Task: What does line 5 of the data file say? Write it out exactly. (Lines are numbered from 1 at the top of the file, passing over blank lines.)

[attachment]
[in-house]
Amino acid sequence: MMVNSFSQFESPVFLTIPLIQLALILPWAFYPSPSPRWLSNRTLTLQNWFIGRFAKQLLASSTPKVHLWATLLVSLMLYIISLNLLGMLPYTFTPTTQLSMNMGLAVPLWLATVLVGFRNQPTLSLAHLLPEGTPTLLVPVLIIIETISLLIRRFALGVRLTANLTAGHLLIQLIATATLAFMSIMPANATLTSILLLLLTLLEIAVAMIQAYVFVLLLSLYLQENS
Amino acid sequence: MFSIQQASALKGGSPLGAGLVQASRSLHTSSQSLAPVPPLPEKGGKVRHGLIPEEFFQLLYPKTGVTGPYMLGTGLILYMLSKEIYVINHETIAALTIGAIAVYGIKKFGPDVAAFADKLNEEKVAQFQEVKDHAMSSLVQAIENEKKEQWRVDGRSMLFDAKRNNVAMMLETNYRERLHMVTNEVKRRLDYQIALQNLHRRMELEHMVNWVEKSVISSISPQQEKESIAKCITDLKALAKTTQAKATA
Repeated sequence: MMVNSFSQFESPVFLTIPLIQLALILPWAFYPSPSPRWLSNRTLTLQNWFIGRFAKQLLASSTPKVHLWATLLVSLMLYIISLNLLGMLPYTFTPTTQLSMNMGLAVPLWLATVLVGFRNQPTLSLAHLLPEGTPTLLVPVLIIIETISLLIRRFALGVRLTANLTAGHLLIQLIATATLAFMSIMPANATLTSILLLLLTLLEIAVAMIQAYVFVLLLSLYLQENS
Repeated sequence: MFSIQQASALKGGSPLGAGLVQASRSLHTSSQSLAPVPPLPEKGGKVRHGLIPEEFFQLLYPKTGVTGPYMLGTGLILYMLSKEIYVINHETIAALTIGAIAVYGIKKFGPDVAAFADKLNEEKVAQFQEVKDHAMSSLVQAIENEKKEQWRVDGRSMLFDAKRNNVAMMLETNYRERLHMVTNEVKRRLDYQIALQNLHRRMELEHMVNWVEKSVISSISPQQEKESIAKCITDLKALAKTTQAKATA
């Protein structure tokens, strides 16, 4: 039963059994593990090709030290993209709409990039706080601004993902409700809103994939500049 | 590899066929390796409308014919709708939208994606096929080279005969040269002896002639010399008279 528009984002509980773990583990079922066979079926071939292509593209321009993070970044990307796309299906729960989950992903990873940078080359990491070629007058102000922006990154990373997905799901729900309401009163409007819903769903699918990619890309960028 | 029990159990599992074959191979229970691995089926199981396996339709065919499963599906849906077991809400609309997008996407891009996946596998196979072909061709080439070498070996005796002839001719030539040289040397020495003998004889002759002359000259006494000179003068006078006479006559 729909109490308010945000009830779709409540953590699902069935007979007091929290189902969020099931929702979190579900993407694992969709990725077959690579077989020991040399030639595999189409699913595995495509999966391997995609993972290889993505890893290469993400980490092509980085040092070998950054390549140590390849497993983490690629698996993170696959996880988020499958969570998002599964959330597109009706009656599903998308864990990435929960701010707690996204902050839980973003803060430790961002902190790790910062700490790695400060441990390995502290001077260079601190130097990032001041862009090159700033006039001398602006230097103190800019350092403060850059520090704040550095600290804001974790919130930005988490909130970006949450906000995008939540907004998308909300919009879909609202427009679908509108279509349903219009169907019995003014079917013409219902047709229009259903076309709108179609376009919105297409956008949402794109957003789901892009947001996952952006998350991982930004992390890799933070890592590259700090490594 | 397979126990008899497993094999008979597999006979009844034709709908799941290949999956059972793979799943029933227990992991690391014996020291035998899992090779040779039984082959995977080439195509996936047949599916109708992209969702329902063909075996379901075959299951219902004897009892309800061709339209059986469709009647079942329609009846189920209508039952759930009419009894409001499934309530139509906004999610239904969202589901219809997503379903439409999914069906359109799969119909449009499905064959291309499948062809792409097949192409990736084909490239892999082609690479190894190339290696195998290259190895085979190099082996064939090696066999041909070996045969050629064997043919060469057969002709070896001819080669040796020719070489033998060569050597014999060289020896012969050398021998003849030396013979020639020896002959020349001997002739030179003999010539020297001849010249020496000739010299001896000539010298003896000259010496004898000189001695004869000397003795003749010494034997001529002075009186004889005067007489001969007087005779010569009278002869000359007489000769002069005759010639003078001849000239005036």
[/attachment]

Repeated sequence: MFSIQQASALKGGSPLGAGLVQASRSLHTSSQSLAPVPPLPEKGGKVRHGLIPEEFFQLLYPKTGVTGPYMLGTGLILYMLSKEIYVINHETIAALTIGAIAVYGIKKFGPDVAAFADKLNEEKVAQFQEVKDHAMSSLVQAIENEKKEQWRVDGRSMLFDAKRNNVAMMLETNYRERLHMVTNEVKRRLDYQIALQNLHRRMELEHMVNWVEKSVISSISPQQEKESIAKCITDLKALAKTTQAKATA